This unintentional parody of a kitchen-based infomercial is deepened by a second example of food and drink placement, once again based on received models of consumerist behavior. Desirable forms of learned behavior are everywhere: one should drink a double Jack Daniels on airplanes, and consume champagne with caviar at sporting events. Even though “the champagne is warm and the caviar is cold”, these two items appear as the only things communicating a sense of recognizable reality. Without them, any verisimilitude—for example at the motorcycle race—is quickly destroyed by simulacra such as the muffled convulsions of cheerleaders, or clumsy stunts passed off as real. These forms of “disconnect,” of the unreal and unrecognizable, are underscored when we see superbikes racing on an oddly miniscule racetrack. This final image of misplacement could, in fact, serve as a suitable metaphor for the whole movie gravitating towards a small number of repeated procedures. Only the gloss and veneer appear real.
Other “vehicular” references soon become the film’s central narrative tropes. Grigorii, for example, insists that Maria follow him to check out a good location for her gym; he takes off down the road at great speed on a black Hyosung motorbike, while Maria follows in a gold Audi A4 Cabriolet. As Grigorii motors along, we see an unjustifiable number of expensive foreign cars following him, as if their happy owners bribed the film crew to be included… Further down the road, two cargo trucks are approaching each other. The hero and heroine are in danger. Just as Grigorii and Mariia barely avoid a collision, the Hyosung mysteriously transforms—perhaps as a last minute set arrangement—into a vintage Soviet motorcycle.
These transformations occur not only in the material realm; they change genre, too and bring permanent big-screen-prestige to a small, modern movie. This episode with car and motorcycle ends with a rape scene amid nature. The vehicles are parked peacefully nearby; the only sound comes from an unrealistically short freight train, passing through the frame and disrupting the silence. It clearly looks as if the train has been placed in the film only as a (rather inept) allusion to Anna Karenina, thus—hopefully!—placing Pustusmaa’s ad-peppered production within the ageless Russian literary tradition.
This general atmosphere of commercial, TV-driven culture permeates the entire film. Most of the movie’s dialog is delivered in a rushed fashion, rarely pausing, as if the filmmakers are trying to dissuade their viewers from channel surfing. These accelerated dialogs, oriented towards the fragmented consciousness of today’s TV audiences, are likewise designed to stymie any reflexivity. Cramped close-ups and medium distance shots with blurred backgrounds both obliterate any specificity in the film’s locations. The camerawork, in fact, rarely conveys any particular point of view. Instead, it offers a disinterested examination of social veneer, conveyed through the type of cinematic craftsmanship that caters towards a primetime aesthetic.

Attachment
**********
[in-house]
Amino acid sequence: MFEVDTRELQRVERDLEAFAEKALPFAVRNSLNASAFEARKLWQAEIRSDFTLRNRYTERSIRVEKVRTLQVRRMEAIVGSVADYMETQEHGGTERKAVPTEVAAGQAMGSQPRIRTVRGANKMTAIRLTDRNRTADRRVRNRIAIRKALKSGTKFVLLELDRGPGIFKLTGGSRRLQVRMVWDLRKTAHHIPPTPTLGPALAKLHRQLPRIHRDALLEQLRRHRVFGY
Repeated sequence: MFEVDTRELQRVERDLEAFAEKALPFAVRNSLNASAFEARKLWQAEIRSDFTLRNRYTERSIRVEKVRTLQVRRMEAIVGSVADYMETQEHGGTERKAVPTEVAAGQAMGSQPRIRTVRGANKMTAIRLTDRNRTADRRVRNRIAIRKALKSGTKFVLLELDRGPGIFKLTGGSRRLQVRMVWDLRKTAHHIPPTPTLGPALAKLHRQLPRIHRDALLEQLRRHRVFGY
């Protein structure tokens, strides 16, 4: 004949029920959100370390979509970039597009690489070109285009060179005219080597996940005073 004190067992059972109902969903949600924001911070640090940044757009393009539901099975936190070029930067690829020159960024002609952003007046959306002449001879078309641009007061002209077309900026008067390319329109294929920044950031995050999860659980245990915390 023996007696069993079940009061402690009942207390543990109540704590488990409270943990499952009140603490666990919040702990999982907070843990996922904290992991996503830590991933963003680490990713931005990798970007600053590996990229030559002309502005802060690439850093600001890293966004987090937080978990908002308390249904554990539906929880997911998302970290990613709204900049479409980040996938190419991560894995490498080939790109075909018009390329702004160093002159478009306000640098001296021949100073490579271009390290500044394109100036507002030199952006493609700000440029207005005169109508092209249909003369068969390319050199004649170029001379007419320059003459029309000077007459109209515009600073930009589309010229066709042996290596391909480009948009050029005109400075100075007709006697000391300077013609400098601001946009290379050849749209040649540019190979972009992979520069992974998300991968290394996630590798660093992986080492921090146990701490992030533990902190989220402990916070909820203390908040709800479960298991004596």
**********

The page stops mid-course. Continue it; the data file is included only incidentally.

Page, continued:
Take one specific location: Kiev, the film’s narrative center. The Red Pearl of Love defies all romantic stereotypes of the Ukrainian capital, all the markers of specificity. The glory of the Dnieper River, the golden domes and chestnut tree blossoms… we’re told to forget all that! We are in Puustusmaa’s Kiev, “a city of cold lights,” as the shaman puts it. This line reminds us of the song “Odin” (Alone) made popular in the early 90s by the electro-pop outfit Tekhnologiia: “Alone, at the wide-open window/ You’re looking at the city of cold lights./ Hiding your tears in the embrace of the rain/ Feeling the weight of days frozen still.” In fact, this soundtrack of solitude would have been more germane here than the song “Vakhteram” (To Porters) by the popular Ukrainian band Boombox that was selected for the trailer. Additional Ukrainian music comes courtesy of local Black singer Gaitana, heard in the background, as well as a another number “Kokhanka”(Beloved) that’s included in the sound track. Both these musical compositions are encountered during an episode that takes place on a riverboat, passing by the most recognizable and filmic locations in Kiev. This specificity is rare. The film’s anonymous urban settings—high rises, offices, hotels, airports, a race track, and a hospital—almost always create a neutral, unmarked cinematographic space. Devoid even of Ukrainian linguistic elements, this same space is contrasted with a landscape of passion outside of the city: Puustusmaa’s countryside is a domain of glorious Indian summers, blighted only with hints of provincial hopelessness.